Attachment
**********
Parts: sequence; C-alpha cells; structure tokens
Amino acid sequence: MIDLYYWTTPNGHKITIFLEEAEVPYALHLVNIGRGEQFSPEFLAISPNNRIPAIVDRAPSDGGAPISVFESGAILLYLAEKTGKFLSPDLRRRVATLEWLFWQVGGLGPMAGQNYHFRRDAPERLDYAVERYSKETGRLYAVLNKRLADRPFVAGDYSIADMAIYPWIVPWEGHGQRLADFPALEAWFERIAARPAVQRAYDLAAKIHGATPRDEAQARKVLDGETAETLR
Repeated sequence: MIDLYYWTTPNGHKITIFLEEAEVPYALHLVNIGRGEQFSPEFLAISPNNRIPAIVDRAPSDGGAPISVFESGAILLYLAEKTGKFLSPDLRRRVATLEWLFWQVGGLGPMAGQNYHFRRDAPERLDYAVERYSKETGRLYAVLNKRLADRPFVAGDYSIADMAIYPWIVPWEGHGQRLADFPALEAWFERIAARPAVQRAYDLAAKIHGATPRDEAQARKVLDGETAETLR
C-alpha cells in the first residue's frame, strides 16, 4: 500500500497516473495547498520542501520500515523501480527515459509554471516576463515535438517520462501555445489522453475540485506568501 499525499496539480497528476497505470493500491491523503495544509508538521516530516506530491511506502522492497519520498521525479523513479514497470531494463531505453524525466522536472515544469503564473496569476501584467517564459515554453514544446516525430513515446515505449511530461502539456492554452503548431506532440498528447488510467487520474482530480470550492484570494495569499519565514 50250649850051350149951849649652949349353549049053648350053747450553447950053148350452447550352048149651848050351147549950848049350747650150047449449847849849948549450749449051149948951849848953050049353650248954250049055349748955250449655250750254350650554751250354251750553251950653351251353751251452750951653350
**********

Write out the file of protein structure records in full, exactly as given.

Parts: sequence; C-alpha cells; structure tokens
Amino acid sequence: MIDLYYWTTPNGHKITIFLEEAEVPYALHLVNIGRGEQFSPEFLAISPNNRIPAIVDRAPSDGGAPISVFESGAILLYLAEKTGKFLSPDLRRRVATLEWLFWQVGGLGPMAGQNYHFRRDAPERLDYAVERYSKETGRLYAVLNKRLADRPFVAGDYSIADMAIYPWIVPWEGHGQRLADFPALEAWFERIAARPAVQRAYDLAAKIHGATPRDEAQARKVLDGETAETLR
Repeated sequence: MIDLYYWTTPNGHKITIFLEEAEVPYALHLVNIGRGEQFSPEFLAISPNNRIPAIVDRAPSDGGAPISVFESGAILLYLAEKTGKFLSPDLRRRVATLEWLFWQVGGLGPMAGQNYHFRRDAPERLDYAVERYSKETGRLYAVLNKRLADRPFVAGDYSIADMAIYPWIVPWEGHGQRLADFPALEAWFERIAARPAVQRAYDLAAKIHGATPRDEAQARKVLDGETAETLR
C-alpha cells in the first residue's frame, strides 16, 4: 500500500497516473495547498520542501520500515523501480527515459509554471516576463515535438517520462501555445489522453475540485506568501 499525499496539480497528476497505470493500491491523503495544509508538521516530516506530491511506502522492497519520498521525479523513479514497470531494463531505453524525466522536472515544469503564473496569476501584467517564459515554453514544446516525430513515446515505449511530461502539456492554452503548431506532440498528447488510467487520474482530480470550492484570494495569499519565514 50250649850051350149951849649652949349353549049053648350053747450553447950053148350452447550352048149651848050351147549950848049350747650150047449449847849849948549450749449051149948951849848953050049353650248954250049055349748955250449655250750254350650554751250354251750553251950653351251353751251452750951653350